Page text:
ITANAGAR ZOO TRAGEDY
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Zoos in India have long become hellholes where poaching is just another threat. But is it necessary, or viable, to have so many zoos with surplus animals?
By Jay Mazoomdaar
The killing of a six-year-old tiger in Itanagar zoo by suspected poachers should not have shocked us. In 2006, three tigers and a leopard were poisoned in the same zoo. In 2000, a young tigress was killed in Hyderabad zoo and its jugular vein slashed to collect blood for a Durgashtami ritual. In neighbouring Bangladesh, four tigers were poisoned over three days by their keepers at the Dhaka zoo in 1996.
Tigers have not been the only target. Eight rare Brazilian marmosets were stolen from the Calcutta zoo in 2009. The mastermind later confessed to stealing military macaws from Ahmedabad’s Kankaria zoo and sundry other wildlife from different zoos in Maharashtra and Madhya Pradesh. Only this January, a poacher was nabbed next to the rhino enclosure inside the Guwahati zoo in possession of a .303 rifle, cartridges and an axe.
The zoo debate has been one of the pet issues of conservationists and let me revisit a few arguments. The 2010 vision statement of the Central Zoo Authority (CZA) said that zoos “will have healthy animals in eco-system based naturalistic enclosures, supportive to in-situ conservation with competent and contented staff, good educational and interpretive facilities, support of the people and be self-sufficient”. Two years on, most of the zoos in the country rather fit the standards set by the American Heritage Dictionary that defines the word zoo as “a place or situation marked by rampant confusion or disorder”.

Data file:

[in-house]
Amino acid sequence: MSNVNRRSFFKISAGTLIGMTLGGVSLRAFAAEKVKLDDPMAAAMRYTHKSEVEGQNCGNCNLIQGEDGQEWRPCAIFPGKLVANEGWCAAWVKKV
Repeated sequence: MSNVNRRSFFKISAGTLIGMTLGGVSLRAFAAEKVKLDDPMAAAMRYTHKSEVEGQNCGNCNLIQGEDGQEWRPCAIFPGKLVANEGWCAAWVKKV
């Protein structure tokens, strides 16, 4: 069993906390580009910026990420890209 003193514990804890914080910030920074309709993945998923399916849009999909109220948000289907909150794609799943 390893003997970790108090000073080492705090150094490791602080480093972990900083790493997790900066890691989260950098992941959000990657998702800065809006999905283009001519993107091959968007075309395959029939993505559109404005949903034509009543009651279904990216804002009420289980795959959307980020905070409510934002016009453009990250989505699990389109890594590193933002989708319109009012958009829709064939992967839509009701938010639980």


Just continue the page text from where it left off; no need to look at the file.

During 1992-2009, the CZA evaluated 347 zoos, out of which 164 were recognised and 183 refused sanction. Out of these 183, 92 were closed down and their animals relocated to other facilities. The future of the remaining 91 derecognised zoos was under review. As of March 2011, the number of recognised zoos has gone up to 198. Of these, till this January, only 49 zoos have their master plans approved by the CZA. The obvious result is gross mismanagement, corruption in purchase, abysmal safety or healthcare standards and, of course, non-existent security.
Before demanding better facilities in these hellholes, we need to ask ourselves if we really need so many overcrowded zoos. Distressed animals deserve dignity and shelter. Captive breeding can offer certain threatened species a second chance. But how many of those 36,000 animals and birds held captive, and many of them breeding, in India’s zoos are rescued specimens or part of any scientific re-wilding programme?
In Reading Zoos, Professor Randy Malamud was candid: “What people see inside the zoo cage is a symbol of our power to capture and control other aspects of the world. They see what was once a marvellous, vibrant, sentient creature, full of instincts and emotions and passions and life force, reduced to a spectacle, a prisoner, a trophy of our conquest of the natural world. They see a celebration of the human power to displace and reconfigure an animal’s life for our own amusement and supposed edification.”